Changing Perspectives: Committed to Non-Violence

In three short verses in Matthew chapter five, Jesus provides instruction on how to assert your own sense of dignity when others attempt to strip it away. He told us how to maintain our humanity when other seek to humiliate us.

When we understand the context – the culture and laws of the original audience, it changes our perspective. We can take off the western lenses we normally use to read scripture and view it from the standpoint of someone living under the oppression of Roman occupation. I can no longer see this passage as a lesson in humility, instead I see it as a call for justice. Jesus never intended us to be doormats. Jesus never wanted us to passively suffer abuse. He knew we would be mocked and persecuted, but he wanted us to know that we could still insist others show us respect. He knew people would treat us like crap, but he continually reminded us that we were worth more – that we had inherent value as adopted children in God’s family.

So, he gave three pieces of instruction. If someone insults you as unworthy, dare them to treat you like an equal. If someone tries to make you experience shame, make them feel ashamed. If someone uses the law to burden you, use that law to your advantage. These are acts of generosity, but they are also acts of rebellion. They force your abuser to see your humanity and regret their cruelty.

If you see me as an equal, maybe you won’t slap me again. If you’re embarrassed to see me naked, maybe next time you won’t take my clothes. If you don’t want to me to carry your pack for two miles, maybe you won’t force me to carry it at all. Maybe, if you see me as a human being, you will treat me like one. Maybe, if you see my dignity, you will respect me.

At the end, Jesus tells us to love our enemies. He gives us options to avoid the harm our enemies want to cause us, then he tells us to love them and pray for them. This whole passage is soaked in grace. How much better could this world be if we showed love and grace to those who oppose and mistreat us? How much stronger would we be if we held the boundaries to say, “you can’t treat me like this” but still hope our enemies experience blessings? What could we achieve if we looked at our opponents and said, “I won’t let you hurt me, but I want the best for you.”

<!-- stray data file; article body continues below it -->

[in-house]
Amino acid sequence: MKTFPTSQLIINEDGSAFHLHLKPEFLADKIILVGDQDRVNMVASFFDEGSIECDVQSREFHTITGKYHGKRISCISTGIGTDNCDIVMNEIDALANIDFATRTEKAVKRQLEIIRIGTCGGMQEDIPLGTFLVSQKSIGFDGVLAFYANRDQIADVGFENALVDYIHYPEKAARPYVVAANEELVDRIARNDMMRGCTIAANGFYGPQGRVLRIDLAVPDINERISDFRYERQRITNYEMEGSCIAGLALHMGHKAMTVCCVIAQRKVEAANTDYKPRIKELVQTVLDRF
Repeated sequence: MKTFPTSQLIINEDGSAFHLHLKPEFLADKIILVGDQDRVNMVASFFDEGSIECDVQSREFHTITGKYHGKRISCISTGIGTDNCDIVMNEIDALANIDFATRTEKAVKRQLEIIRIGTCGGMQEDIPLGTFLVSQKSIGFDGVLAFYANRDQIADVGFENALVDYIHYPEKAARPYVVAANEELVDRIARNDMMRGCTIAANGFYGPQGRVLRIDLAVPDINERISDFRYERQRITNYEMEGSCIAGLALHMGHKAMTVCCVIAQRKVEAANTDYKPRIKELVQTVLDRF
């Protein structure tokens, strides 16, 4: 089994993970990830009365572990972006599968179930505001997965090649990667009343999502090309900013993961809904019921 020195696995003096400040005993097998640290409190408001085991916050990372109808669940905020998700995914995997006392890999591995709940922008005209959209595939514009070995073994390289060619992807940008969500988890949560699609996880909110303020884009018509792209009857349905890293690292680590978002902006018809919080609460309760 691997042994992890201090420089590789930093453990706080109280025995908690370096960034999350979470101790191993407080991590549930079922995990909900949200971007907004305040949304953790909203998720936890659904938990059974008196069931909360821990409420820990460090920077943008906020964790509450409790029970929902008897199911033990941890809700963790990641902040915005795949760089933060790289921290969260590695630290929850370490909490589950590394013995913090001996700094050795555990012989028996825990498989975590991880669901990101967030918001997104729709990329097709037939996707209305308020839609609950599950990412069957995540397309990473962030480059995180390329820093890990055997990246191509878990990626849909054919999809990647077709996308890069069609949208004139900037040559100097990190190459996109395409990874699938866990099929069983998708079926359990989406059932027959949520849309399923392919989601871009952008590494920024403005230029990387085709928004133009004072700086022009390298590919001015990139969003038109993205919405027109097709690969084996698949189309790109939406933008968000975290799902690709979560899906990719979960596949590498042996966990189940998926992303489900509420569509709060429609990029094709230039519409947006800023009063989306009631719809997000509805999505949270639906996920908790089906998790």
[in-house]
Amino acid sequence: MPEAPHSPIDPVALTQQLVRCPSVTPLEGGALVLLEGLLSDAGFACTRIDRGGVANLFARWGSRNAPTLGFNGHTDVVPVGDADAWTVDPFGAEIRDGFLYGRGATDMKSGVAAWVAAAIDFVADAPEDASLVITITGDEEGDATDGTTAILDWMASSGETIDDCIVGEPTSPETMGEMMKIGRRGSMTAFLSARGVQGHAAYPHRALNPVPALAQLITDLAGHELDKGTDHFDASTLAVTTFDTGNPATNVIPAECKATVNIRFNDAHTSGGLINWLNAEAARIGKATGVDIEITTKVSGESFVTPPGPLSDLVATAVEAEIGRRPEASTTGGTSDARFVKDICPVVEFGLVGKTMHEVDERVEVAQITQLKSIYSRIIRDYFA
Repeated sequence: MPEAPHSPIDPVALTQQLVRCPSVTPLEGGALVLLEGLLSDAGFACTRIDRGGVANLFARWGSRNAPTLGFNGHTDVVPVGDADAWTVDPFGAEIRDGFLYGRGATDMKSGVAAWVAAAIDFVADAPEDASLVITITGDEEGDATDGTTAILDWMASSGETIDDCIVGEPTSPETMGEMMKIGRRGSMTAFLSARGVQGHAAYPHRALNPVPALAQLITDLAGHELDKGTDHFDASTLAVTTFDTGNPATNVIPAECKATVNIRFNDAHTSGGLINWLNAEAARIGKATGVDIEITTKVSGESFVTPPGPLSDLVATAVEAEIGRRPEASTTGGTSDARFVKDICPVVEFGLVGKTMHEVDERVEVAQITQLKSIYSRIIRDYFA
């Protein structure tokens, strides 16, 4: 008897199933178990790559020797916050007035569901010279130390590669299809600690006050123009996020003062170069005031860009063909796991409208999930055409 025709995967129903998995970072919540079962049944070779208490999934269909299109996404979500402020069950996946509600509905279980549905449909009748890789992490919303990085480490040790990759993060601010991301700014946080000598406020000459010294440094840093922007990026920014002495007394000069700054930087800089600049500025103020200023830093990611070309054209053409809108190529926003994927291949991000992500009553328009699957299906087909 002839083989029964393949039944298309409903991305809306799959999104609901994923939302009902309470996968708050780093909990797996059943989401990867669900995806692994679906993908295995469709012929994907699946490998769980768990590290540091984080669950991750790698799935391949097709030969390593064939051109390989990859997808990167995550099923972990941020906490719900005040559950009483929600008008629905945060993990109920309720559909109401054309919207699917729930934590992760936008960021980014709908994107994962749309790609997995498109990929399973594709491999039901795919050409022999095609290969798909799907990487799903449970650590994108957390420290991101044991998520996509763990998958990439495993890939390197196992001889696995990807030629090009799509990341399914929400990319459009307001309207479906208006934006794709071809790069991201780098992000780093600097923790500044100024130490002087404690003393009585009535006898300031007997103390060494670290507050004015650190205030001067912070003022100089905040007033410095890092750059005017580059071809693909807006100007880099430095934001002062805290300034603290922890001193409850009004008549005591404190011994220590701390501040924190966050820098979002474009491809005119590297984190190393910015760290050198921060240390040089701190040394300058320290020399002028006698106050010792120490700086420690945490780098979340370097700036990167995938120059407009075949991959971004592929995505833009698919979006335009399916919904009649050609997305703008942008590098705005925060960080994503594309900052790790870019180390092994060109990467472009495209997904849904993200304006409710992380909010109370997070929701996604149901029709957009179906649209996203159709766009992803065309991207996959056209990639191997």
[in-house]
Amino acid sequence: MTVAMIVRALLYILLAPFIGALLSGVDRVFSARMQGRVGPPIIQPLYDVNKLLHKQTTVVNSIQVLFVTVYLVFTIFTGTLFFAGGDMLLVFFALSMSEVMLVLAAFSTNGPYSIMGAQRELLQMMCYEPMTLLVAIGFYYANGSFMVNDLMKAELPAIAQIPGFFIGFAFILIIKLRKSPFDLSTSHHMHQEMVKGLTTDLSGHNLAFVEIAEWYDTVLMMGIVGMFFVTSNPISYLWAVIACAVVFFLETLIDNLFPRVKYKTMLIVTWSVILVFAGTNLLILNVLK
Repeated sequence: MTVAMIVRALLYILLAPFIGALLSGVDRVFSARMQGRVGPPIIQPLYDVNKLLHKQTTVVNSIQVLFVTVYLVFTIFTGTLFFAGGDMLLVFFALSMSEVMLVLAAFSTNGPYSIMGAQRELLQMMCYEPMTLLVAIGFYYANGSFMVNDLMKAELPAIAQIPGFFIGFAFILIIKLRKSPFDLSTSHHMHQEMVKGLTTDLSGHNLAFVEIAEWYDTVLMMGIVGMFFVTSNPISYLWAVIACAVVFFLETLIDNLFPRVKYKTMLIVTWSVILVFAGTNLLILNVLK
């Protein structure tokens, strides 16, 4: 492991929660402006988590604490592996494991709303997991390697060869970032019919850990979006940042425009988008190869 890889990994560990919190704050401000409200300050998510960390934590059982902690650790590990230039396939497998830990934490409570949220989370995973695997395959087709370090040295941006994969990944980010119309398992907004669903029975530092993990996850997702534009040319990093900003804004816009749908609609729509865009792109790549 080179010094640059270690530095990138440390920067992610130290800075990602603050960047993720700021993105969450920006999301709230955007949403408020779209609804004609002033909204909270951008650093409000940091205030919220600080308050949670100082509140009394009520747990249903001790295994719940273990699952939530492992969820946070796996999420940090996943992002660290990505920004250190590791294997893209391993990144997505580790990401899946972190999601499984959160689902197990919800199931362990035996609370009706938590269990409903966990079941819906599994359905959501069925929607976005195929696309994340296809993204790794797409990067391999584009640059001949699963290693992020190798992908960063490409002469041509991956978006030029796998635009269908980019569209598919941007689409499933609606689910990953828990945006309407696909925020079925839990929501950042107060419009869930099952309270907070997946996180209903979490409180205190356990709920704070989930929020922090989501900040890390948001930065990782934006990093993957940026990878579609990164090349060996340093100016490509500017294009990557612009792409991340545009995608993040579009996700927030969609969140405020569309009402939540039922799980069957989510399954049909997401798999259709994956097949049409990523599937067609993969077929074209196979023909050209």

Nowhere in this sermon does Jesus suggest we act with vengeance. He does not instruct us to repay violence with violence. Jewish law allowed an eye for an eye, tooth for a tooth. But Jesus insists such measures are counterproductive. Instead, he says, “don’t resist.”

When faced with oppression or abuse, we think there are only two options: fight back or let it happen. Jesus shows us there is a third option: challenge it. Don’t fight against them, show them so much grace that their actions seem absurd. Don’t resist an evil person, subvert them. You can’t control them. Instead, let their behavior lead them to their ruin, you don’t have to go down with them. What Jesus advises we do in the face of adversity is passive. It’s non-violent. It is more rewarding than suffering in silence and it is far more effective than revenge.

A slight change in perspective. And suddenly, I see Jesus’ words as something so much more audacious, more daring, more dangerous, more rebellious, more subversive, more powerful, and more beautiful than I ever have before.

I also believe this message is more essential now than ever before in American history. As the government seeks to restrict our freedoms, we need to demand they see our dignity. Under threat of foreign and homegrown terrorism, we must demonstrate our humanity. To combat school bullying, we should empower and protect the powerless. With a populace struggling through drug addiction and mental health issues, grace is needed in abundance. During protests opposing racial discrimination and police brutality, we need a little peaceful subversion.

None of the challenges facing our country can be solved with violence. Thankfully, Jesus gave us three non-violent methods to subvert the powers that be: turning the other cheek, giving the shirt off our backs, and going the extra mile.

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